Sick of the Iraq war? Me too, but that won't stop the body count or stem the tide of new books by ex-soldiers. Reader fatigue—or

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Chasing Ghosts: A Soldier's Fight for America From Baghdad to Washington

The Iraq War memoirs just keep on coming.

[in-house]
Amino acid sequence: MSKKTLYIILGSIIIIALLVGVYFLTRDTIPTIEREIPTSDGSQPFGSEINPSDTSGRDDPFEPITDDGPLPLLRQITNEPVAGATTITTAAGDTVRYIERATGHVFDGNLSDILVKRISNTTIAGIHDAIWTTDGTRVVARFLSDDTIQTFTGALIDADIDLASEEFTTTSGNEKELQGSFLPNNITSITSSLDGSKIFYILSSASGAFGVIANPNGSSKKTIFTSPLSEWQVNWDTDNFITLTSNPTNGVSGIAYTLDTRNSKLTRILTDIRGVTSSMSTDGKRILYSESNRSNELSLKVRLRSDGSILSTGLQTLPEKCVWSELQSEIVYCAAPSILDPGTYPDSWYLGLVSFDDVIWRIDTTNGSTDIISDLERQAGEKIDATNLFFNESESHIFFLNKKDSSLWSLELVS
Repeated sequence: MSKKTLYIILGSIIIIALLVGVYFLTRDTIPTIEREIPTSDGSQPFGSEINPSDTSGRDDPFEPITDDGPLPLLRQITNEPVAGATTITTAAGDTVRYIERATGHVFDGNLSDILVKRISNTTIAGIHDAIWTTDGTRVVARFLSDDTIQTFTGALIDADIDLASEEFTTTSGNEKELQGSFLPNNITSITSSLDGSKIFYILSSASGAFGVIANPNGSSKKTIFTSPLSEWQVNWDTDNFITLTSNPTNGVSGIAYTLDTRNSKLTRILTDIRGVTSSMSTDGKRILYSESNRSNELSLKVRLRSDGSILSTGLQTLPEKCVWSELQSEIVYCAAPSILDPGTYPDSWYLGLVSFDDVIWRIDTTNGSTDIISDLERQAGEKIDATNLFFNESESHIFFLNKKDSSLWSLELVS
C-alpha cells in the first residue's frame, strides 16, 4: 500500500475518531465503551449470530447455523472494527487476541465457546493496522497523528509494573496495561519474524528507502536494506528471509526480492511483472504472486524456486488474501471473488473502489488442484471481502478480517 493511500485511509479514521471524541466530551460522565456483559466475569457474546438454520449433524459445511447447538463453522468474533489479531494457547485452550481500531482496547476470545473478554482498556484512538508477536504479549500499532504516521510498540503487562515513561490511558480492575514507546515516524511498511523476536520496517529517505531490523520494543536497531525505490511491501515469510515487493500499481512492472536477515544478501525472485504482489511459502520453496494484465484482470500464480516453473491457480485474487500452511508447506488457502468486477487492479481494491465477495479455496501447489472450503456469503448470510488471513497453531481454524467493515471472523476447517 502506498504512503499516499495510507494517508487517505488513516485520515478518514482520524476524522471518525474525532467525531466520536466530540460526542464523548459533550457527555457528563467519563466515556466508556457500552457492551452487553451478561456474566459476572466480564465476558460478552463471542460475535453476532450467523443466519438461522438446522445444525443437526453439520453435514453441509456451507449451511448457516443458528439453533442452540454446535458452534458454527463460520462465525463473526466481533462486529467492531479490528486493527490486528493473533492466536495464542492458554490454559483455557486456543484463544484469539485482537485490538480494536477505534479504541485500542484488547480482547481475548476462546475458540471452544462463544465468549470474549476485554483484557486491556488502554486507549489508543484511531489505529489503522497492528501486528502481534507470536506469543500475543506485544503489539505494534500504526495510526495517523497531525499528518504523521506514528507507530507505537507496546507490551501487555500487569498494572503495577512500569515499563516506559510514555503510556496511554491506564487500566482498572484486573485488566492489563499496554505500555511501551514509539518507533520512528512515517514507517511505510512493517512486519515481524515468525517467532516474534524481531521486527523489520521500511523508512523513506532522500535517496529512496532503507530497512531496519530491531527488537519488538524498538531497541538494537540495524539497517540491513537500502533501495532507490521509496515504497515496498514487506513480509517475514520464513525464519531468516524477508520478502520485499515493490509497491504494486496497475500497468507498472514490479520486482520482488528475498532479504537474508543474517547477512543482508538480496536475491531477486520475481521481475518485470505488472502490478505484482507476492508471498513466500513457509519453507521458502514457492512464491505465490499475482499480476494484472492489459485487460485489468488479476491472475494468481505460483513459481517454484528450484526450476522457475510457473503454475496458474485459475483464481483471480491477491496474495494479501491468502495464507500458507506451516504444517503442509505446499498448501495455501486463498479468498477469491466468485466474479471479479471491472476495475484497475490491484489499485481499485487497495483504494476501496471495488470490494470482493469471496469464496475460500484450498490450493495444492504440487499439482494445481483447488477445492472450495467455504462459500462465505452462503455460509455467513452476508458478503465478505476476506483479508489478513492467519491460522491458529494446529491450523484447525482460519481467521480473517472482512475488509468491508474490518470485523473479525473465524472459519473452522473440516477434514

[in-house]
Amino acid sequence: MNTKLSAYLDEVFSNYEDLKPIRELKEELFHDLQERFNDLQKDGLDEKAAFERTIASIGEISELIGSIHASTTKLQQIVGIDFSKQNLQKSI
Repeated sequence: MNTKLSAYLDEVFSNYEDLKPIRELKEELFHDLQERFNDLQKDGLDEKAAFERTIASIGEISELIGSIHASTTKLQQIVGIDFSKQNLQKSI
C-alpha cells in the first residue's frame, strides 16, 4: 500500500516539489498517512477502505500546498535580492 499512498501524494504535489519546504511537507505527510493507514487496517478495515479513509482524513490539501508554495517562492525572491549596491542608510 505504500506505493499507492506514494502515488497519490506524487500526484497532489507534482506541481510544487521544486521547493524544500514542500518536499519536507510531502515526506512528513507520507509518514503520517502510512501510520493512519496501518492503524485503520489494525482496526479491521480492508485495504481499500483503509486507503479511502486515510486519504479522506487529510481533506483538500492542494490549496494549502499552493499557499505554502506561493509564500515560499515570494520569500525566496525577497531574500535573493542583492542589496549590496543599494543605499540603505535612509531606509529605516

Sick of the Iraq war? Me too, but that won't stop the body count or stem the tide of new books by ex-soldiers. Reader fatigue—or TV eyeball strain—is understandable three years after the "Mission Accomplished" carrier landing. Yet think about the authors: Relieved to be home alive or (mostly) in one piece and pissed off about the situation in Baghdad (whether pro-war or against, no one would argue it's going well), they go to the trouble to write a book and find that we'd rather read Marley & Me. Having served 10 months in Iraq, Lt. Paul Rieckhoff—still active in the New York National Guard—shares all these mixed feelings about our continued presence there: "If we stay it will be bad; if we leave it will be bad." He writes sympathetically of troops and civilians alike. Imagine how you'd react if the door of your Ballard bungalow was battered down at 2 a.m., your entire family forced to kneel with twist ties on their wrists while foreign soldiers searched for a weapons cache that wasn't there, following bad information from a neighbor with a grudge against you? (You know, that crazy guy who thinks you stole his lawn mower.) "Sometimes I felt like I was a member of the Brown Shirts in Nazi Germany," admits Rieckhoff. The author went to war skeptical but patriotic, and he came back patriotic but convinced the public, politicians, and press are tiptoeing around the Iraq elephant in the room. Though he flirted with the Kerry campaign following his discharge, and gave a radio rebuttal to a presidential address on behalf of the Democrats, he claims to be disgusted with how both parties are treating the war. One got us in, the other won't get us out. Yet Ghosts is a book of complaints, not solutions. As founder of the Iraq and Afghanistan Veterans of American (IAVA, formerly known as Operation Truth), he's taken his cause to the media—including Fox, where, no surprise, Sean Hannity tries to kneecap him. As Rieckhoff name-checks Anthony Swofford (Jarhead) and makes dozens of pop-culture and movie references, his book is not a persuasive work of geopolitical analysis or reporting (see The Fall of Baghdad or Cobra II for two recent, definitive accounts). Although he disturbingly compares the Sunni-Shia situation to our own antebellum South: The Sunnis are pissed that we liberated a sect they viewed as subhuman slaves. And how long has it taken us to work through that particular legacy? Oh, yeah, still with us. There are better Iraq war memoirs already, plus more in the pipeline, but each one adds to the collective damning shelf. And here's the first time I've seen the Al Qaeda crowd and jihadists compared to those nasty, furry critters that keep multiplying in Gremlins. Says Rieckhoff, "Right now we are making more enemies than we are killing in Iraq. It is like we're pouring water on Gizmo."

 
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